Other prizes were won at Creedmoor during the season as follows: Capt. J.C. Mallery ...
Boylan Badge (first competition). Private John Caranagh
Remington target-rifle. Sergeant C. E. von Sothen.
COMPETITION FOR THE NEVADA TROPHY.
The following table, extracted from General Order No. 6, current series, from the headquarters of the Army, exhibits the result of the first annual competition for this tropby, which is open to the entire Army under conditions announced in General Order No. 45, series of 1881, from the Adjutant-General's Office. An unfortunate accident prevented Companies A and B from competing, but it will be noticed that Company C won the second place on the list.
BATTALION OF ENGINEERS,
Willets Point, New York Harbor, February 14, 1882. The following are announced as the results of the astronomical observations taken in 1881 at the field observatory at Willets Point (see General Orders No. 5 of 1870, No. 9 of 1871, No. 8 of 1872, No. 2 of 1873, No. 2 of 1874, No. 3 of 1875, No. 1 of 1876, No. 1 of 1877, No. 3 of 1878, No. 1 of 1879, No. 3 of 1880, and No. 3 of 1851, for former resuts.)
The observatory bas continued during the past season under the personal direction of the battalion commander, assisted by Captain Mallery.
The equatorial telescope ordered from Fauth & Co., of Washington, in June, 1880, bas been received and mounted in the new observátory, but at too late a date to permit of much work before the end of the season.
The object-glass, made by Alvin Clark and Sons, is 5.5 inches in clear aperture, with a finder of 2 inches clear aperature. The principal eye-piece is fitted with a posi-. tion-micrometer divided on silver, with a parallactic movement, fine for spider line and rapid for the entire box. The micrometer may be replaced by a tube containing a reticule of 1 transverse and 5 parallel threads, for transit observations. These two arrangements are fitted, in common, with three eye-glasses having magpifying powers respectively of 96, 143, and 178 diameters. For simply observing celestial phenomena, two other eye-pieces are provided-one for the sun, containing a first surface reflecting prism; and the other, for night work, a simple straight tube. Fitting each arrangement are three eye-glasses having magnifying powers, respectively, of 180, 365, and 459 diameters. Both declination and hour circles are divided on silver, with an extra graduation (coarse) for approximate settings. They are respectively 12 and 15 inches in diameter. This clock work is governed by a conical pendulum regulator, with maintaining power regulated from the eye end, and the declination axis is provided with a striding level to bring the telescope into the meridian. The illumination is through the declination axis, the lamp bayging vertically in all portions of the telescope. This instrument, of excellent quality and mounted in a superior manner, is well suited to the needs of the ob vatory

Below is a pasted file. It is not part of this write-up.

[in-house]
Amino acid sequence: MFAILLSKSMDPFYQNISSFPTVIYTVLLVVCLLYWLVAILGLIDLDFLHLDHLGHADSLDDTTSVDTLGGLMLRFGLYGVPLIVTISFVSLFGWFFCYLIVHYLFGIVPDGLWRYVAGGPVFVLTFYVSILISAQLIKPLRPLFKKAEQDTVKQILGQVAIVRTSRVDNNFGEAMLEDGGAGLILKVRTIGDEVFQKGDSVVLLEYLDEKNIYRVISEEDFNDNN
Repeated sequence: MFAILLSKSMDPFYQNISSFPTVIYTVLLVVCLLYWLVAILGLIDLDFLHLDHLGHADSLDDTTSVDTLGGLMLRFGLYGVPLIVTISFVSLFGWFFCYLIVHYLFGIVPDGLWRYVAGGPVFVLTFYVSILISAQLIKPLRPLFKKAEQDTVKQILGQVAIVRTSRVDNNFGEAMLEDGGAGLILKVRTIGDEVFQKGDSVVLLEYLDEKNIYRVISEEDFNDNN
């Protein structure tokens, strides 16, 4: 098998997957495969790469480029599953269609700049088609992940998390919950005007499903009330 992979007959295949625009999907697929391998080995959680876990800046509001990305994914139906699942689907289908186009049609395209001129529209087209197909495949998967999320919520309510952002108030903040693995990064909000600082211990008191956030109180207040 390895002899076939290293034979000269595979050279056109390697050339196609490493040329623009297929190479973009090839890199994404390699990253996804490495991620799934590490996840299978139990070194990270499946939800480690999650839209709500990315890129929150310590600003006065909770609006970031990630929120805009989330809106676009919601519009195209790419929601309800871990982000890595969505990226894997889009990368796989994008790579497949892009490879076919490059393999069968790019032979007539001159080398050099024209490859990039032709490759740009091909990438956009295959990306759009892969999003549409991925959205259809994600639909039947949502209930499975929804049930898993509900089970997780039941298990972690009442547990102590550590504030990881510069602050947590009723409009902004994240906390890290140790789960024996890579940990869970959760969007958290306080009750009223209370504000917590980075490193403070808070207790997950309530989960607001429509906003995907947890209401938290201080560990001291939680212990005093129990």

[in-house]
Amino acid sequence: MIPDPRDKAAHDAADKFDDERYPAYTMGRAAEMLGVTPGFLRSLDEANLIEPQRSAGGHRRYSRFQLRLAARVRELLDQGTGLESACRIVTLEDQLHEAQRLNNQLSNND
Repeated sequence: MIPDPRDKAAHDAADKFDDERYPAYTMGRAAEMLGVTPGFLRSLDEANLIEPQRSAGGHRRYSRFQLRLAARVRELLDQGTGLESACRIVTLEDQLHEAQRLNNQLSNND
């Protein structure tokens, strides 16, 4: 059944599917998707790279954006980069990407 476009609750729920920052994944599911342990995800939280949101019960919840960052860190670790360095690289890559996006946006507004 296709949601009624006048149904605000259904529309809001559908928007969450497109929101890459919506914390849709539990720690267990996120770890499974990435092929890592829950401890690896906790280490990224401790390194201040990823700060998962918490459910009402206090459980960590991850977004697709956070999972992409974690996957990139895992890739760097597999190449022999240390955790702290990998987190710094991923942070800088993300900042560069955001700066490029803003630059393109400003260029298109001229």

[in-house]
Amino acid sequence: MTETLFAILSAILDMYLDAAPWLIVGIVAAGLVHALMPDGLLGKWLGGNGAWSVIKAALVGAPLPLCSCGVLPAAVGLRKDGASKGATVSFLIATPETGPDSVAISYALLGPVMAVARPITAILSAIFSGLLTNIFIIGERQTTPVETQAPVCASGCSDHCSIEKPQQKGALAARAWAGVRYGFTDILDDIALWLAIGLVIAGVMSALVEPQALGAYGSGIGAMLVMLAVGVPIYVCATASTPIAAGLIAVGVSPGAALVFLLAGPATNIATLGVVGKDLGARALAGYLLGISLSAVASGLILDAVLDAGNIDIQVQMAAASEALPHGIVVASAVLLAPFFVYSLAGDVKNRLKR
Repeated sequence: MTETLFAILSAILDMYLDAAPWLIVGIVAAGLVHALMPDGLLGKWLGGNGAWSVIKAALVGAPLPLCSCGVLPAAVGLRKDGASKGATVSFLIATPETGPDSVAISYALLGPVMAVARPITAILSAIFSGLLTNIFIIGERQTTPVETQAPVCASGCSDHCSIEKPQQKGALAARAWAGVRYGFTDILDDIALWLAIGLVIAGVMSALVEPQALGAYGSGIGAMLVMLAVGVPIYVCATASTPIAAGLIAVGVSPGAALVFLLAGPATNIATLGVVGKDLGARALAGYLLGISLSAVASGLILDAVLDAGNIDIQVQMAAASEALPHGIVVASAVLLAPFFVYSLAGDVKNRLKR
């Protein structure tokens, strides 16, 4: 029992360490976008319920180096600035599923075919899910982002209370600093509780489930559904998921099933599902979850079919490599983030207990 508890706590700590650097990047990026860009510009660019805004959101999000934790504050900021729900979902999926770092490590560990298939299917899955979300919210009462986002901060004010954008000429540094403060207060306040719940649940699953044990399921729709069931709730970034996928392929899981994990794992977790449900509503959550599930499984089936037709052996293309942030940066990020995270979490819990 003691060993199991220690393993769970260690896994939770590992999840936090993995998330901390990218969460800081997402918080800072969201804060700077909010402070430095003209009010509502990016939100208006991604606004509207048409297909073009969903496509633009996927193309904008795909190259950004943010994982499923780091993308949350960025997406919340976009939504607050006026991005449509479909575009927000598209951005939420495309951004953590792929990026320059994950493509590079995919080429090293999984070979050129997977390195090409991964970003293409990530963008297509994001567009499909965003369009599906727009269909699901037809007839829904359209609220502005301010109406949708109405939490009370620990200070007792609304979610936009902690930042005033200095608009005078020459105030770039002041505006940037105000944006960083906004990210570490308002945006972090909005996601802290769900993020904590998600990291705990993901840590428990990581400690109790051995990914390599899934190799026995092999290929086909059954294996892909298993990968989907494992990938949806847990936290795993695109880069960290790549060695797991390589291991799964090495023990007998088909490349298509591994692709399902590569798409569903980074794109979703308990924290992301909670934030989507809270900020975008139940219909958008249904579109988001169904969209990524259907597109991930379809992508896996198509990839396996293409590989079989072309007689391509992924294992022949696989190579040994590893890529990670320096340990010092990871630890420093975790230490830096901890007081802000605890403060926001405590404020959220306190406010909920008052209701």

OBSERVATIONS FOR LOCAL TIME.
Many observations, both with astronomical transits and with sextants, have been made at short intervals during the entire season.
With the transits.—The following observations were made to determine the value of a division of the levels used with two of the transit instruments. These levels were attached firmly to the tube of the zenith telescope, and were measured in terms of its known micrometer,
Time has been noted by four methods: (A) by the recorder at the word "tick," given by the observer; (B) by the observer himself, guided by the relay tick, which, when the battery-circuit includes the chronometer, occurs at each second, and is as loud as the tick of an astronomical clock; (the beat is picked up with the assistance of the recorder, who watches the face of the chronometer;) (C) by the Hipps chronograph, using a key which prints the record on the moving paper, (this method is usually restricted to observations when the whole reticule (15 threads) is used with the Lingke combined instrument;) (D) by the usual eye and ear method, placing the Bond chronometer on the pier near the observer, who keeps his own record. Beginners use these several methods in succession, in the order named above.
To study the sabject of personal equation, and to give the observers an opportunity to determine their individual tendency to error, use has been made of the Fauth machine, time being noted by method (B). The following table exhibits the results of this practice, which, considering that it was the first time that any of the observers had used the apparatus, certainly shows a bigh degree of precision :
The following observations were made to rate the standard chronometer (Lukens No. 141) during the working season. A comparison of these and last year's observations with the corresponding record of mean daily temperature kept at the post hospital indicates that the chronometer is compensated for a temperature of about 65° Fah. At 50° Fah. it begins to lose rapidly :